Millions of mobiles blocked by Indian authorities
No ID, no call
India has blocked service to an estimated 25 million mobile phones lacking valid identity codes over concerns criminal or militant groups could use them to organize attacks.
Mobile phones with a blank or all-zero International Mobile Identity (IMEI) code went dead at midnight Tuesday as a result of a government security directive that became law in October 2008.
The 15-digit IMEI number can be used to identify a handset on an operators network, allowing individual calls to be traced to the phone it came from. Phones without a valid IMEI are usually inexpensive, unbranded handsets manufactured in China.
According to the Times of India, Chinese-made handsets account for about 13.3 per cent of the country's total mobile market.
India's government claims these untraceable phones are a potential security threat when in the hands of unsavory individuals. The Indian Cellular Association urged compliance with the rules:
"Terrorists and dangerous elements may have taken cover under the illegal and fictitious IMIE mobile phones, which could have been used to trigger a series of criminal activities," the trade organization wrote in an October newsletter.
"As a part of the great mobile trade and industry, we believe that by disallowing the existence of illegal IMEI numbers in our telecom ecosystem we can play a greater role to strengthen our nation's security requirements," it continued.
The government has allowed operators to provide a new unique ID number to phones that don't comply with the new regulation. ®
Shoots wide of the goal
"India's government claims these untraceable phones are a potential security threat when in the hands of unsavory individuals." As are hammers, knives, wire cutters, bent law enforcement officers, computers, greedy bankers and politicians and so, so many other things.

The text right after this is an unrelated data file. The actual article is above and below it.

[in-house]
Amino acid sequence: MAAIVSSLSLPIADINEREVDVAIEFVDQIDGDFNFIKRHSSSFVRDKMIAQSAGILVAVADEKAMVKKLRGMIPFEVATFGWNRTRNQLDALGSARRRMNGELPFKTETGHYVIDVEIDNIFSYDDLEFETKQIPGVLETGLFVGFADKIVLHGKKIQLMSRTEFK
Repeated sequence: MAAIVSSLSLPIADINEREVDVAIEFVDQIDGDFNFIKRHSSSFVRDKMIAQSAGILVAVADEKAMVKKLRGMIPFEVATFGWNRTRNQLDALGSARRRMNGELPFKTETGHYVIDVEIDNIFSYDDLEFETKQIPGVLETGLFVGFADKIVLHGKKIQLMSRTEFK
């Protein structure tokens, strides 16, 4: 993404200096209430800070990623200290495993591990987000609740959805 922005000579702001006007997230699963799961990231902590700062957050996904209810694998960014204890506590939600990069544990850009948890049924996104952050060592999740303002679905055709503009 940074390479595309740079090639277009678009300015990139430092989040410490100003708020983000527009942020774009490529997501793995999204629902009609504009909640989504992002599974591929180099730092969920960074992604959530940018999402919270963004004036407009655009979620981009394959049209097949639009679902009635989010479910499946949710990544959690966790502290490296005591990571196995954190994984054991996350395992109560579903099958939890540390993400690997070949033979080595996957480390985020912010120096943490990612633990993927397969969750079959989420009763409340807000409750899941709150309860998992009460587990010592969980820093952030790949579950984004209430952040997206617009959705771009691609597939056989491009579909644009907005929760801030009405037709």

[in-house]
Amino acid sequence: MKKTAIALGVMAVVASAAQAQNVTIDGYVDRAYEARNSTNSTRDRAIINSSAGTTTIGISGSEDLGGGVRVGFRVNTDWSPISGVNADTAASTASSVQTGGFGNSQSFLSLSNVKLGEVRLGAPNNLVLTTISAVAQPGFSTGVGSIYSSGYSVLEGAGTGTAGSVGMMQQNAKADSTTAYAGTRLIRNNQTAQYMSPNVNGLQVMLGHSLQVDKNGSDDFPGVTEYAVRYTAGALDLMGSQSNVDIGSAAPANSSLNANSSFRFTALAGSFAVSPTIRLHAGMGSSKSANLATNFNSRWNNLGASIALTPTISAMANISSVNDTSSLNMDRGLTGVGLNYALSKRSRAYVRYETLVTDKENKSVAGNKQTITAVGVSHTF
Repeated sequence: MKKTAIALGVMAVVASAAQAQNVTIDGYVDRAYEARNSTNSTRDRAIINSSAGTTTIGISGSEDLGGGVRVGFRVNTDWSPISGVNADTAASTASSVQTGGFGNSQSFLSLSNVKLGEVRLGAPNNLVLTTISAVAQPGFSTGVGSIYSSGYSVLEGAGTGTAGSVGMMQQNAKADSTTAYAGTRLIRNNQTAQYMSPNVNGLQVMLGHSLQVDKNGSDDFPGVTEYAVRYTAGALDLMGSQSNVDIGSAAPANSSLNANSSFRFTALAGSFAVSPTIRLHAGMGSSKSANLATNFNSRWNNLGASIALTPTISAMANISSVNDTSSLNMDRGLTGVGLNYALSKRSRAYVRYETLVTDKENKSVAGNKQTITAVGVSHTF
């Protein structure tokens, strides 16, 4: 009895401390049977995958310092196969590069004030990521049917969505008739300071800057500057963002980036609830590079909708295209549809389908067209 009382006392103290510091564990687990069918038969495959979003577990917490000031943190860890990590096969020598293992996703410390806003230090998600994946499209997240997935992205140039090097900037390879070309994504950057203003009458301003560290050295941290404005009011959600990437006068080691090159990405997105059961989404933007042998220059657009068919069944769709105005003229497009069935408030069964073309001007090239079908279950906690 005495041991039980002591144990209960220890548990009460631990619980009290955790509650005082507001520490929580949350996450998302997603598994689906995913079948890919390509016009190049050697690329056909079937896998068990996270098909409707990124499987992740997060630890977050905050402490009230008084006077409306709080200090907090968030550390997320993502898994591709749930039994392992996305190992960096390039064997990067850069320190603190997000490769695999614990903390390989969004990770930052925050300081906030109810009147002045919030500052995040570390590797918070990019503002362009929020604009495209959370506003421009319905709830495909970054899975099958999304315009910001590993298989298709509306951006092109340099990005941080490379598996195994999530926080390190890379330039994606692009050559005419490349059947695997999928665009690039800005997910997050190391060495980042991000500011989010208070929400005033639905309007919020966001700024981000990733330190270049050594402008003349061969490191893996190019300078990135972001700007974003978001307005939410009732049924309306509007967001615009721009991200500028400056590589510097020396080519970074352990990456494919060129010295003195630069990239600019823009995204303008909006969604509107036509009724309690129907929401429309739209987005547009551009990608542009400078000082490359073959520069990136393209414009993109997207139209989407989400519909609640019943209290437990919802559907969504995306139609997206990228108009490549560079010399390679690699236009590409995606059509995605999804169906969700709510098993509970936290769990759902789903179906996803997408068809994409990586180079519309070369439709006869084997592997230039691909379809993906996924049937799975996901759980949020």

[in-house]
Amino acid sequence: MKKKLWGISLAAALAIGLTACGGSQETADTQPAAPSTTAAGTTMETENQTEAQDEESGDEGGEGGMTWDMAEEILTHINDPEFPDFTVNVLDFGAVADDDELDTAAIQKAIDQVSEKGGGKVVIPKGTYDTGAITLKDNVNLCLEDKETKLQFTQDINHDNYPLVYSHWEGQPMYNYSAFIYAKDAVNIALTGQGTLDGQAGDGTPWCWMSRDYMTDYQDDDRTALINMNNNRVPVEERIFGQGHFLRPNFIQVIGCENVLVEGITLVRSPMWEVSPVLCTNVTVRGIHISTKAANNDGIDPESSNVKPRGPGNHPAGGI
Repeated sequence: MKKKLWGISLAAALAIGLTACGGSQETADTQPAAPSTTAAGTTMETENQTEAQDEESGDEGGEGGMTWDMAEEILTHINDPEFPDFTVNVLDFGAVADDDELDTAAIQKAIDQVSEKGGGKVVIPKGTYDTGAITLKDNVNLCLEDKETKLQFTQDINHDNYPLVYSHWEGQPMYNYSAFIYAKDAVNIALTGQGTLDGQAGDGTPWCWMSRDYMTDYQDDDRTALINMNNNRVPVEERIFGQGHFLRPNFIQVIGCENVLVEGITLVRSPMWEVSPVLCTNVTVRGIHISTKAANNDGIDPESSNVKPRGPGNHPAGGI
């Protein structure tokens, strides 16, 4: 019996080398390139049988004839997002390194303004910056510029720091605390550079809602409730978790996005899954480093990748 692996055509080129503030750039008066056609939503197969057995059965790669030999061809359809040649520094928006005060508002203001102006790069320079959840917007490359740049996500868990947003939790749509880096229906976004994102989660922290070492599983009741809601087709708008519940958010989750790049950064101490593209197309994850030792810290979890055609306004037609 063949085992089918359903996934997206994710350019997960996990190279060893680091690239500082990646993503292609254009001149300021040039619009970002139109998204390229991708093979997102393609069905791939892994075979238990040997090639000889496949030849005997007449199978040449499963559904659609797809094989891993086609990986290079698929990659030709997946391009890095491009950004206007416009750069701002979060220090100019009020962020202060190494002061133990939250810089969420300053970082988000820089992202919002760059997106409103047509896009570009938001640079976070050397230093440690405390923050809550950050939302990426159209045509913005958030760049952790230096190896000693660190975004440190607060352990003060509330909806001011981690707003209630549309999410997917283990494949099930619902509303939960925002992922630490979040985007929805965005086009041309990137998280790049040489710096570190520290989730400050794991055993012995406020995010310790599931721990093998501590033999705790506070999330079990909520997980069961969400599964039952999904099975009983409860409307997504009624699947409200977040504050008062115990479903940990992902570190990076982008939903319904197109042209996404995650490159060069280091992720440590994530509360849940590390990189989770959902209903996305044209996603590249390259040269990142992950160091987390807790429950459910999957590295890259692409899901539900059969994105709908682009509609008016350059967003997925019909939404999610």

This change will allow calls to no longer be anonymous, to be traced to a phone and associated with other calls, it does nothing to identify the owner of the phone. I imagine people buy these phones because they are cheap, so they move to a cheap pay as you go system (presuming such exists in India). Those that buy these phones for "unsavoury" purposes will find an alternative, hack the IMEI (is this even possible?) or just buy pay as you go for cash and still remain anonymous. Even though the phone itself can be associated with calls and the shop it was purchased from, it still cannot be associated with a person or valid name and address. So those that can only afford this kind of cheap Chinese import will suffer, whilst any "unsavoury" character will use a more expensive alternative.
Seems that this is another situation where the innocent pay the price whilst the criminals/terrorists just change M.O. It's a familiar scenario, has the Indian government been taking tips from the UK government?
Pressure from the GSMA/3GPP?
Maybe the Indian government had a little chat with the IP-holders for GSM technology, that have almost certainly not been paid for the chips in the phones? If the manufacturers were members of GSMA, they'd be able to get real IMEIs allocated.
Re: Sounds Reasonable
I don't think this is actually the case in the UK. I think that some networks might block on invalid IMEI, but it is not a government policy or anything.
I seem to remember that for some chinese dual sim phones, the second sim only works on some networks because the phone part for the second sim does not have a valid IMEI and some of the networks will not let it connect. That suggests that there is no national policy on this, but some networks require it.